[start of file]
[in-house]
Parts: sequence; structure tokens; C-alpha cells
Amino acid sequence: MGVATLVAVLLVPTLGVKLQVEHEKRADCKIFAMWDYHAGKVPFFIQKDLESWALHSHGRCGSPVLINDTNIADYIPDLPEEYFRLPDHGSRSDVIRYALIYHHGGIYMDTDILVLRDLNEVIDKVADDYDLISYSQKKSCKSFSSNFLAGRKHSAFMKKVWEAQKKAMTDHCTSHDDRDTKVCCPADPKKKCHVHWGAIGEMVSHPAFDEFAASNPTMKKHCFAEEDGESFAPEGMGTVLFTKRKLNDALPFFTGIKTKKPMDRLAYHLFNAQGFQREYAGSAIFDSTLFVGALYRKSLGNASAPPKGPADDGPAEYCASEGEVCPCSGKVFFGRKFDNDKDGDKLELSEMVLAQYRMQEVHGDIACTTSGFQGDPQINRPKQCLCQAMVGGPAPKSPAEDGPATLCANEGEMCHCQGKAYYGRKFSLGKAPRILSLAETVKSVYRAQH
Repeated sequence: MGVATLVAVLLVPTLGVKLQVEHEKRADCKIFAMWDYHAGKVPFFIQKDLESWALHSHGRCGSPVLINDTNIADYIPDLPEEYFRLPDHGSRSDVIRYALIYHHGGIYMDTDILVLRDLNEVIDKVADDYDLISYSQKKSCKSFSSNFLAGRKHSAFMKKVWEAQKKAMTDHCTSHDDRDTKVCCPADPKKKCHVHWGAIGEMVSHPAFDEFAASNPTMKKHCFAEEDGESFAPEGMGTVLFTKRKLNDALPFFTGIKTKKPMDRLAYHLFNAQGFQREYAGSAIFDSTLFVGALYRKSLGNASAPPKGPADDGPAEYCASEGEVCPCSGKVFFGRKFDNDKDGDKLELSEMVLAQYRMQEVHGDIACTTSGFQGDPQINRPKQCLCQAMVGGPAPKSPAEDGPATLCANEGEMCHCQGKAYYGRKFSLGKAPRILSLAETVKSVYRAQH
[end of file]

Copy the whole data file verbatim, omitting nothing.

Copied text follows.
[in-house]
Parts: sequence; structure tokens; C-alpha cells
Amino acid sequence: MGVATLVAVLLVPTLGVKLQVEHEKRADCKIFAMWDYHAGKVPFFIQKDLESWALHSHGRCGSPVLINDTNIADYIPDLPEEYFRLPDHGSRSDVIRYALIYHHGGIYMDTDILVLRDLNEVIDKVADDYDLISYSQKKSCKSFSSNFLAGRKHSAFMKKVWEAQKKAMTDHCTSHDDRDTKVCCPADPKKKCHVHWGAIGEMVSHPAFDEFAASNPTMKKHCFAEEDGESFAPEGMGTVLFTKRKLNDALPFFTGIKTKKPMDRLAYHLFNAQGFQREYAGSAIFDSTLFVGALYRKSLGNASAPPKGPADDGPAEYCASEGEVCPCSGKVFFGRKFDNDKDGDKLELSEMVLAQYRMQEVHGDIACTTSGFQGDPQINRPKQCLCQAMVGGPAPKSPAEDGPATLCANEGEMCHCQGKAYYGRKFSLGKAPRILSLAETVKSVYRAQH
Repeated sequence: MGVATLVAVLLVPTLGVKLQVEHEKRADCKIFAMWDYHAGKVPFFIQKDLESWALHSHGRCGSPVLINDTNIADYIPDLPEEYFRLPDHGSRSDVIRYALIYHHGGIYMDTDILVLRDLNEVIDKVADDYDLISYSQKKSCKSFSSNFLAGRKHSAFMKKVWEAQKKAMTDHCTSHDDRDTKVCCPADPKKKCHVHWGAIGEMVSHPAFDEFAASNPTMKKHCFAEEDGESFAPEGMGTVLFTKRKLNDALPFFTGIKTKKPMDRLAYHLFNAQGFQREYAGSAIFDSTLFVGALYRKSLGNASAPPKGPADDGPAEYCASEGEVCPCSGKVFFGRKFDNDKDGDKLELSEMVLAQYRMQEVHGDIACTTSGFQGDPQINRPKQCLCQAMVGGPAPKSPAEDGPATLCANEGEMCHCQGKAYYGRKFSLGKAPRILSLAETVKSVYRAQH